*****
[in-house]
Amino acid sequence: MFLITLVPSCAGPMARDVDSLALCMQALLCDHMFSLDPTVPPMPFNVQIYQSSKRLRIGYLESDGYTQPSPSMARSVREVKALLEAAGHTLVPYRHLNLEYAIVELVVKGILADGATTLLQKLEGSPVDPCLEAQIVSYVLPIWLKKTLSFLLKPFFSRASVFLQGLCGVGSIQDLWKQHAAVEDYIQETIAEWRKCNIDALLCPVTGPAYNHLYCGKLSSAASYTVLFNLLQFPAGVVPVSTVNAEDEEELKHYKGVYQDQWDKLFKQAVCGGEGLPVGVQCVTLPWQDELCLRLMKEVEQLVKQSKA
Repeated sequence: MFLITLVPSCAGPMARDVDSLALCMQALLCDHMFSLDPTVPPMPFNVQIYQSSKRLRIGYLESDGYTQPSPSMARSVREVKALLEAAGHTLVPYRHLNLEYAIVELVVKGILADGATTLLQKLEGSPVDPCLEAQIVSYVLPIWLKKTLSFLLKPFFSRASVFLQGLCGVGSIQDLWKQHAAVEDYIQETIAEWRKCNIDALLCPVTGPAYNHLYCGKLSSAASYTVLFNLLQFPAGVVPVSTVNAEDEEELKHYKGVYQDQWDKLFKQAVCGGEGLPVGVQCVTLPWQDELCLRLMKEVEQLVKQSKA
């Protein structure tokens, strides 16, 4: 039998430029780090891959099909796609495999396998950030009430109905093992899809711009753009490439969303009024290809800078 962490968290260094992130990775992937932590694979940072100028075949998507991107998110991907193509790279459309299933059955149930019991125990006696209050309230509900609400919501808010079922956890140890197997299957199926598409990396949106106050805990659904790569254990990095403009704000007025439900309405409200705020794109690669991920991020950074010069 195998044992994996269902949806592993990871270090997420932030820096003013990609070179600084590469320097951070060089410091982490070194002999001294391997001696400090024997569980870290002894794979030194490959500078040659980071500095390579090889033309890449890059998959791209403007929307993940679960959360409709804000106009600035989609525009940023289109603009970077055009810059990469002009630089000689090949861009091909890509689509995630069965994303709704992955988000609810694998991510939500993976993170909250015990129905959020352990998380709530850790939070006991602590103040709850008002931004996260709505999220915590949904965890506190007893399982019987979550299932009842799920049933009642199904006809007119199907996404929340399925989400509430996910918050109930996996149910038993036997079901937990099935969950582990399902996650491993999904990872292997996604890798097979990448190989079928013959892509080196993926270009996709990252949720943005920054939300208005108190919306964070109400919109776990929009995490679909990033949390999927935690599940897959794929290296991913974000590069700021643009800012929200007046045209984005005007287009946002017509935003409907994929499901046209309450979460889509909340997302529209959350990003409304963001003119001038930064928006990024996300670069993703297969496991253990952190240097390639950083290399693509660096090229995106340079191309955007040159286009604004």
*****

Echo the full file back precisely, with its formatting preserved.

[in-house]
Amino acid sequence: MFLITLVPSCAGPMARDVDSLALCMQALLCDHMFSLDPTVPPMPFNVQIYQSSKRLRIGYLESDGYTQPSPSMARSVREVKALLEAAGHTLVPYRHLNLEYAIVELVVKGILADGATTLLQKLEGSPVDPCLEAQIVSYVLPIWLKKTLSFLLKPFFSRASVFLQGLCGVGSIQDLWKQHAAVEDYIQETIAEWRKCNIDALLCPVTGPAYNHLYCGKLSSAASYTVLFNLLQFPAGVVPVSTVNAEDEEELKHYKGVYQDQWDKLFKQAVCGGEGLPVGVQCVTLPWQDELCLRLMKEVEQLVKQSKA
Repeated sequence: MFLITLVPSCAGPMARDVDSLALCMQALLCDHMFSLDPTVPPMPFNVQIYQSSKRLRIGYLESDGYTQPSPSMARSVREVKALLEAAGHTLVPYRHLNLEYAIVELVVKGILADGATTLLQKLEGSPVDPCLEAQIVSYVLPIWLKKTLSFLLKPFFSRASVFLQGLCGVGSIQDLWKQHAAVEDYIQETIAEWRKCNIDALLCPVTGPAYNHLYCGKLSSAASYTVLFNLLQFPAGVVPVSTVNAEDEEELKHYKGVYQDQWDKLFKQAVCGGEGLPVGVQCVTLPWQDELCLRLMKEVEQLVKQSKA
């Protein structure tokens, strides 16, 4: 039998430029780090891959099909796609495999396998950030009430109905093992899809711009753009490439969303009024290809800078 962490968290260094992130990775992937932590694979940072100028075949998507991107998110991907193509790279459309299933059955149930019991125990006696209050309230509900609400919501808010079922956890140890197997299957199926598409990396949106106050805990659904790569254990990095403009704000007025439900309405409200705020794109690669991920991020950074010069 195998044992994996269902949806592993990871270090997420932030820096003013990609070179600084590469320097951070060089410091982490070194002999001294391997001696400090024997569980870290002894794979030194490959500078040659980071500095390579090889033309890449890059998959791209403007929307993940679960959360409709804000106009600035989609525009940023289109603009970077055009810059990469002009630089000689090949861009091909890509689509995630069965994303709704992955988000609810694998991510939500993976993170909250015990129905959020352990998380709530850790939070006991602590103040709850008002931004996260709505999220915590949904965890506190007893399982019987979550299932009842799920049933009642199904006809007119199907996404929340399925989400509430996910918050109930996996149910038993036997079901937990099935969950582990399902996650491993999904990872292997996604890798097979990448190989079928013959892509080196993926270009996709990252949720943005920054939300208005108190919306964070109400919109776990929009995490679909990033949390999927935690599940897959794929290296991913974000590069700021643009800012929200007046045209984005005007287009946002017509935003409907994929499901046209309450979460889509909340997302529209959350990003409304963001003119001038930064928006990024996300670069993703297969496991253990952190240097390639950083290399693509660096090229995106340079191309955007040159286009604004």